Gareth has finished going through the black and white visual stimulation cards so I’ve started him on the red dot cards and words from “family”, “things around the house”, and “parts of the body”. Gareth is enjoying the program and looks attentively whenever I bring out the cards. I find the best time is after he has taken his bath rather than first thing after waking up because he seems a little disoriented and distracted upon waking.
Just as the sales representative said, Gavin was not interested in learning the red dot cards so I’ve given up trying to show them to him. He’s also lost interest in the word cards so I’ve stopped those as well. What I have found, though, is that Gavin will participate when he watches me flash the cards for Gareth. Sometimes he’ll sit next to Gareth and recite the words after me in a bid to “teach Gareth” how to read. Regardless of his motivations, I’m glad he’s participating.
About the only thing that Gavin pays attention to are the Bits of Intelligence cards.
Bits of Intelligence
Ideally, this program should begin from about 8 months onwards. You are supposed to take four cards and flash them showing the picture and telling your child what it is. On the back of each Bits of Intelligence card are ten points about the picture. For instance, the cards about primates will talk about things like what they eat. After flashing the cards and telling your child what the picture is, you flash the cards again for a second time and read the first bit of information on the back. Repeat this three times a day.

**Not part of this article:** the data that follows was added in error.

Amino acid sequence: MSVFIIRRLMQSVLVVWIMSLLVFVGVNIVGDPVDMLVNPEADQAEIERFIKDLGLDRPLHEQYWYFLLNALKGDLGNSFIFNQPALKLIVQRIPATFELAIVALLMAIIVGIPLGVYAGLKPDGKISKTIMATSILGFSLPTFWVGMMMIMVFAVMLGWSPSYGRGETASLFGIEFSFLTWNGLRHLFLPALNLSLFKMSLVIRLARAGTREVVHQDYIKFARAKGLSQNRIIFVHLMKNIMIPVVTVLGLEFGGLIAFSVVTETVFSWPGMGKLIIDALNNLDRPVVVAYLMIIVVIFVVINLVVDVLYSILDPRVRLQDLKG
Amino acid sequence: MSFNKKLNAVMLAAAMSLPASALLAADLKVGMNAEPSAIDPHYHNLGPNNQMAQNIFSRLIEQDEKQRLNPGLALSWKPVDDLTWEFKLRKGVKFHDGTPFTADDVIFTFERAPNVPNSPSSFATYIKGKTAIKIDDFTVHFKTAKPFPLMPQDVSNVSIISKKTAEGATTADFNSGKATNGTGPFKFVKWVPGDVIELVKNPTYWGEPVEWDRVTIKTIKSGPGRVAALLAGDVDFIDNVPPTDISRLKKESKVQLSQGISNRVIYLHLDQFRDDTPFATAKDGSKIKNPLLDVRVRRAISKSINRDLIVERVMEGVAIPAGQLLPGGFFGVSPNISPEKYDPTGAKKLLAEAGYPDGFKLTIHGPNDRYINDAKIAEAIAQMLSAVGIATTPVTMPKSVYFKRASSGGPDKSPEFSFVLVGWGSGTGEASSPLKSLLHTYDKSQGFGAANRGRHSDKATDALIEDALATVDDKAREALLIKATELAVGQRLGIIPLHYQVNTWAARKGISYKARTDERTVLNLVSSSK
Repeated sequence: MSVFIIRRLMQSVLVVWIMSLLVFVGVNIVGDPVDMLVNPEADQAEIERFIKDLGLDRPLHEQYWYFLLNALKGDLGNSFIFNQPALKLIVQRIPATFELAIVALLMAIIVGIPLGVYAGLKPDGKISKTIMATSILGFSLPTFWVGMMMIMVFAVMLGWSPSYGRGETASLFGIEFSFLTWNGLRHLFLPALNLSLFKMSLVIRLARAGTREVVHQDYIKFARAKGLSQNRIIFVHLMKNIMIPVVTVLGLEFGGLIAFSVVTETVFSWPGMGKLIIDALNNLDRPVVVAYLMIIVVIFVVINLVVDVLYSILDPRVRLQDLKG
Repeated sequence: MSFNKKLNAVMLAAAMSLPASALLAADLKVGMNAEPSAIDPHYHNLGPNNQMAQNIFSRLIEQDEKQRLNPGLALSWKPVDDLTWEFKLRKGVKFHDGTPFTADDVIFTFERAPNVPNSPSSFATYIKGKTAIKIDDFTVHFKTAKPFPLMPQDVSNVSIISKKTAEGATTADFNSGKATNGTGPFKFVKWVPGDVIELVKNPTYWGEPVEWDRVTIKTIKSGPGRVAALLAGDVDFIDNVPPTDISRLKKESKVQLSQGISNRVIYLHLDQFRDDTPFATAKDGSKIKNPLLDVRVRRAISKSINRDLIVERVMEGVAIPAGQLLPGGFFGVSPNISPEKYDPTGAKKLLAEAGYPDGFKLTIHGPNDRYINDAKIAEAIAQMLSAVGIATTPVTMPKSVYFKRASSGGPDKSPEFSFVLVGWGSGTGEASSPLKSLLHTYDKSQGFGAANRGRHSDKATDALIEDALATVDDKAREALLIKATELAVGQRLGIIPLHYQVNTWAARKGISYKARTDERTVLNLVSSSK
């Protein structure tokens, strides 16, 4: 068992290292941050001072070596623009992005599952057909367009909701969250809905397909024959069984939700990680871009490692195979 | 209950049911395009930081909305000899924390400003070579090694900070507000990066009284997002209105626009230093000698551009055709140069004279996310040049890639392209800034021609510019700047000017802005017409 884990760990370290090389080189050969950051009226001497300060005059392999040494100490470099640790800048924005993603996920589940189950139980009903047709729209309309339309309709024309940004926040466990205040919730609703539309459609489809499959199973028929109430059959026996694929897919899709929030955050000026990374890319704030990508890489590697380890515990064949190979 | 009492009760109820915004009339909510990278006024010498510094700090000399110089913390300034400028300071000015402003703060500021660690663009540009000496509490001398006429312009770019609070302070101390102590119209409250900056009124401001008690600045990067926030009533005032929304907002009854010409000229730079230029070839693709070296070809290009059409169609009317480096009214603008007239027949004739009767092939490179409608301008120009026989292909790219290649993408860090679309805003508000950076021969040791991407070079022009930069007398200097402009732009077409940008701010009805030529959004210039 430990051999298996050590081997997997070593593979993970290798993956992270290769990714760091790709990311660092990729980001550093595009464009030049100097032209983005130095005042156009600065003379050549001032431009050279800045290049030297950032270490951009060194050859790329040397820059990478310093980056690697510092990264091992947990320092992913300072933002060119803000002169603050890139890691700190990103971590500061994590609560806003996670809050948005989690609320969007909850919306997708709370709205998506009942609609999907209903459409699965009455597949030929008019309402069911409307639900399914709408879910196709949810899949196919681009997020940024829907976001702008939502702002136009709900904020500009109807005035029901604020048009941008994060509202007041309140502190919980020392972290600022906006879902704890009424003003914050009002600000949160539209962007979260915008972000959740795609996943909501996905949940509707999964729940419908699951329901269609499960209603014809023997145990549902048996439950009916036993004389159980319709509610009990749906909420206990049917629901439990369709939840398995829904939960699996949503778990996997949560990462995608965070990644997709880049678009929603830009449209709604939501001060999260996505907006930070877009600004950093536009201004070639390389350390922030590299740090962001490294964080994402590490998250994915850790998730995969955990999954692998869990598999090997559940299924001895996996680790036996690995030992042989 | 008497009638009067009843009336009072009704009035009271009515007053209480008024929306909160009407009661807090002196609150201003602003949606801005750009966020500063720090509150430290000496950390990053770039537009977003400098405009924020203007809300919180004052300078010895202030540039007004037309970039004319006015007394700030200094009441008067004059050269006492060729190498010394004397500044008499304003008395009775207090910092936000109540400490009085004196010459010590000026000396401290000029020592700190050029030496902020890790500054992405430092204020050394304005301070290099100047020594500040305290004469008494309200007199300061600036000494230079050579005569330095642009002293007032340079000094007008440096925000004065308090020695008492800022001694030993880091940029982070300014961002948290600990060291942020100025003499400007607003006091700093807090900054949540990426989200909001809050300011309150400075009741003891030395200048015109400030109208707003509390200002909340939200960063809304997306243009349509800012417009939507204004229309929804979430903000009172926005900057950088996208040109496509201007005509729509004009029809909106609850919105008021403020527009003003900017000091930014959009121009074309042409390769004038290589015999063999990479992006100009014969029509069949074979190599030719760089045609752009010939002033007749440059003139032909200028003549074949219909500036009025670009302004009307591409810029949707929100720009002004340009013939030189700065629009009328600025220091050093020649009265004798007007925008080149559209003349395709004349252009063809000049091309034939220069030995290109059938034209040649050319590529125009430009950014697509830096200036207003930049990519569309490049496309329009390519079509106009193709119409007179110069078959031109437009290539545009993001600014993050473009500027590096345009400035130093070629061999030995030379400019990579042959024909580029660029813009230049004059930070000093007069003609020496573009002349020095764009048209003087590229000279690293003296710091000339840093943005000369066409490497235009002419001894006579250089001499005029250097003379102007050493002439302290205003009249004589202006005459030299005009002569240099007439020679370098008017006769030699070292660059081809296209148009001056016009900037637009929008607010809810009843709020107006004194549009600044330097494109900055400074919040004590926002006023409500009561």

The second day, flash the cards once repeating the name of the picture and then flash the cards a second time reading the second bit of information from the back. On the third day, you read the third bit of information and so on.
Unfortunately, Gavin wasn’t interested to review the cards three times a day so I only read show them to him once a day. I also find that flashing the same four cards over several days doesn’t hold his interest, so I’ve taken to rotating through the whole stack of cards. I show him five cards, read out their names, read the first bit of information and then move on to another five cards. Hopefully, by the time I’ve cycled back to the first set of five cards, they’ll be like new to him and he’ll be willing to listen to the second bit of information.
Reading Program – Part 2
Once you’ve gotten through all the words from one category of words, e.g. “Parts of the Body”, you continue to retire one card and replace it with a new word from a new category of words. The new card must be the same size as the old cards, however.
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